The brainstem contains vital structures. Diffuse brainstem tumors cannot be surgically removed without causing unacceptable side effects. Focal or exophytic gliomas can often be completely or near completely surgically removed depending on how intimately the tumor is associated with the surrounding normal brainstem.
Tectal Glioma: Tectal gliomas are a type of midbrain glioma. These tumors are usually very small (less than 1-2 cm), are extremely low grade, and usually remain quiet throughout the individual’s life. Tectal gliomas typically cause hydrocephalus, requiring placement of a ventriculoperitoneal shunt (VP shunt) or a 3rd floor ventriculostomy. It is unusual for tectal gliomas to require any further treatment due to their indolent nature.
Focal Intrinsic or Exophytic Brainstem Glioma: These tumors are low grade and slow growing. The first treatment is typically surgical removal if possible. Surgery can be curative if all or the majority of the tumor is removed. Chemotherapy and radiation therapy can be effective treatments for cases where surgery is not an option or in cases where the tumor grows back.
Diffuse Intrinsic Medullary or Pontine Gliomas: These tumors can never be surgically removed. The diagnosis can be made from an MRI but sometimes a biopsy is recommended to confirm the aggressiveness of the tumor. Radiation therapy is recommended to temporarily stop the tumor from growing, although it is rarely curative. Chemotherapy has not been shown to improve outcome. Many studies are underway to better understand the biology of diffuse brainstem gliomas and to find better treatments.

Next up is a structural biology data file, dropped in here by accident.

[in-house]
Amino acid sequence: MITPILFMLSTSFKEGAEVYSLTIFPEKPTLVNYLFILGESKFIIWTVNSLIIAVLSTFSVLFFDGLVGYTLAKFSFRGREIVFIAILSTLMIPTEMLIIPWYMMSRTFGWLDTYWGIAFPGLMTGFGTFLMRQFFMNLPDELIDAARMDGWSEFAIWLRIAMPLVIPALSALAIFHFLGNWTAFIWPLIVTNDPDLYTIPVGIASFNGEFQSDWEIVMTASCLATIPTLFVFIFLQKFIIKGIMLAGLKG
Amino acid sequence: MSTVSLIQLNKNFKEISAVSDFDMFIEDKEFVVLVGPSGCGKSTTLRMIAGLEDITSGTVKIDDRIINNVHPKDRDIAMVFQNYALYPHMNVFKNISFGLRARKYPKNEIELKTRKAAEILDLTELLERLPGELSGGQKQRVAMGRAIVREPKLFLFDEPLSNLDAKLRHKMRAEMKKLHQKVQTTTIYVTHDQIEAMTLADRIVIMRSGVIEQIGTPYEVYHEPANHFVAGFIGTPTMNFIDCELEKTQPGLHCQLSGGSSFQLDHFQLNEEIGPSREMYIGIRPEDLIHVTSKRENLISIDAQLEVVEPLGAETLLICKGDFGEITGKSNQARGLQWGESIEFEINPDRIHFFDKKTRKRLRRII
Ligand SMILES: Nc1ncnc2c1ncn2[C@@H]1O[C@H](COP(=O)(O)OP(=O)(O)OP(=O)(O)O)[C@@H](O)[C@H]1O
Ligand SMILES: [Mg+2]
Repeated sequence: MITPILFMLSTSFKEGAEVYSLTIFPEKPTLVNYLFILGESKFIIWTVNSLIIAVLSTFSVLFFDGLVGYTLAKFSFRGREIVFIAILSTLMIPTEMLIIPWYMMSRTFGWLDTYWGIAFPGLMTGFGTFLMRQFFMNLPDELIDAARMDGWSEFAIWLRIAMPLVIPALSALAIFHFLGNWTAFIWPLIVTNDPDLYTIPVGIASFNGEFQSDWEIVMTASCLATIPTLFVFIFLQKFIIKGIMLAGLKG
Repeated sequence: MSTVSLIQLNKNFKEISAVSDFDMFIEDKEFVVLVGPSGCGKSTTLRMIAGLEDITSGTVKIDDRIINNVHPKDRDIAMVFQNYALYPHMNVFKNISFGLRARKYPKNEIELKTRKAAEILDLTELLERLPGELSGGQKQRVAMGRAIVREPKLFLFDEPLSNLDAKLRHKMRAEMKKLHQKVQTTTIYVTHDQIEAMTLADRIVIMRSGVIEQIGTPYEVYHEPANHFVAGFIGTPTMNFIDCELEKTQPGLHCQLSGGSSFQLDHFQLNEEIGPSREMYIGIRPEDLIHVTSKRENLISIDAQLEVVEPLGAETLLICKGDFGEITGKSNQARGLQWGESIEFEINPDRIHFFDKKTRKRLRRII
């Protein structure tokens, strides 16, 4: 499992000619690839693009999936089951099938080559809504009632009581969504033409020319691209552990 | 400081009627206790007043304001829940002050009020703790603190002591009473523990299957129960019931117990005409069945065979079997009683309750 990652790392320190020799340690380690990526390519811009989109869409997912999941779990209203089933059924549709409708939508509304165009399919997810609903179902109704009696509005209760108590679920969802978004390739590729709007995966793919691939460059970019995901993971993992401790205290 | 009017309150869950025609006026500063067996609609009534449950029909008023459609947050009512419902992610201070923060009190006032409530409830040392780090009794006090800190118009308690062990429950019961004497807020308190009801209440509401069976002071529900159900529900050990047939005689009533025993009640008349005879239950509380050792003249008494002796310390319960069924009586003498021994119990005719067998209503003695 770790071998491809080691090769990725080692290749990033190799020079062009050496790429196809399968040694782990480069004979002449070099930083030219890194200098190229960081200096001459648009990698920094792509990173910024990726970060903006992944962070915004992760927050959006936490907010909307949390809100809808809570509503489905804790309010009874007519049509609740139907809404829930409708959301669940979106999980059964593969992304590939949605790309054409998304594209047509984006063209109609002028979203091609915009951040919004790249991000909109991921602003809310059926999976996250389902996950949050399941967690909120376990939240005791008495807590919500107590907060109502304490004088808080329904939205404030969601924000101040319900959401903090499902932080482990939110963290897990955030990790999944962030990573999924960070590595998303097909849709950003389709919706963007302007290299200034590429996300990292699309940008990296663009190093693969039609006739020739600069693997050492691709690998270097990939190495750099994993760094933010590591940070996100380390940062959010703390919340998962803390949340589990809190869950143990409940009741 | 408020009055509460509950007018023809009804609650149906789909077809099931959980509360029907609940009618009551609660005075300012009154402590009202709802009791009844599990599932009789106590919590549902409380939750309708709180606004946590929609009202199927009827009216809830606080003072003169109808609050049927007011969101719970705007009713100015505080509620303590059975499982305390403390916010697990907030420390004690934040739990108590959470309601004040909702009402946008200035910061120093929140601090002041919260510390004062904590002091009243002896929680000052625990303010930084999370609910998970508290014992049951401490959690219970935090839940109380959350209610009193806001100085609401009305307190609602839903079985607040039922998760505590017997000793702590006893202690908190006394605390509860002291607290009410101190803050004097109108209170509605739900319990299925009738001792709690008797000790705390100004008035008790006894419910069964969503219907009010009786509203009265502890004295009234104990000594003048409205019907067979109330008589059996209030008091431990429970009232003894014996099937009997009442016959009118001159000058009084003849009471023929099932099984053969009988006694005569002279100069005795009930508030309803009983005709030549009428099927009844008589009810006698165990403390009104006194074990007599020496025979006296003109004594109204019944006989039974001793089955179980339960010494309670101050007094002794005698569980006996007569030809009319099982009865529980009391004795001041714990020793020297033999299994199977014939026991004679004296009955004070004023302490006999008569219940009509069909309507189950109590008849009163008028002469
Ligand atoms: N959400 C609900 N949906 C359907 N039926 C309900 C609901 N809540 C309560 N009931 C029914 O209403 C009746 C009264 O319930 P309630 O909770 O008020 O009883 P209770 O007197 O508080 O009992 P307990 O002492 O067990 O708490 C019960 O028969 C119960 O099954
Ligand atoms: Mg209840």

About treatment for brainstem glioma at Children’s Minnesota
Our cancer and blood disorders program consistently achieves excellent results ranking it in the top ten programs in the United States. Children’s Minnesota treats the majority of children with cancer and blood disorders in Minnesota and provides patients access to a variety of clinical trials using ground-breaking new treatments. Through our renowned program, patients experience unparalleled family support, a nationally recognized pain management team, and compassionate, coordinated care.
If you are a family member looking for a Children’s neuro-oncologist, please call our clinic at 612-813-5940.
If you are a health professional looking for consultation or referral information, please call Children’s Physician Access at 1-866-755-2121 (toll-free) and ask for the on-call hematologist/oncologist.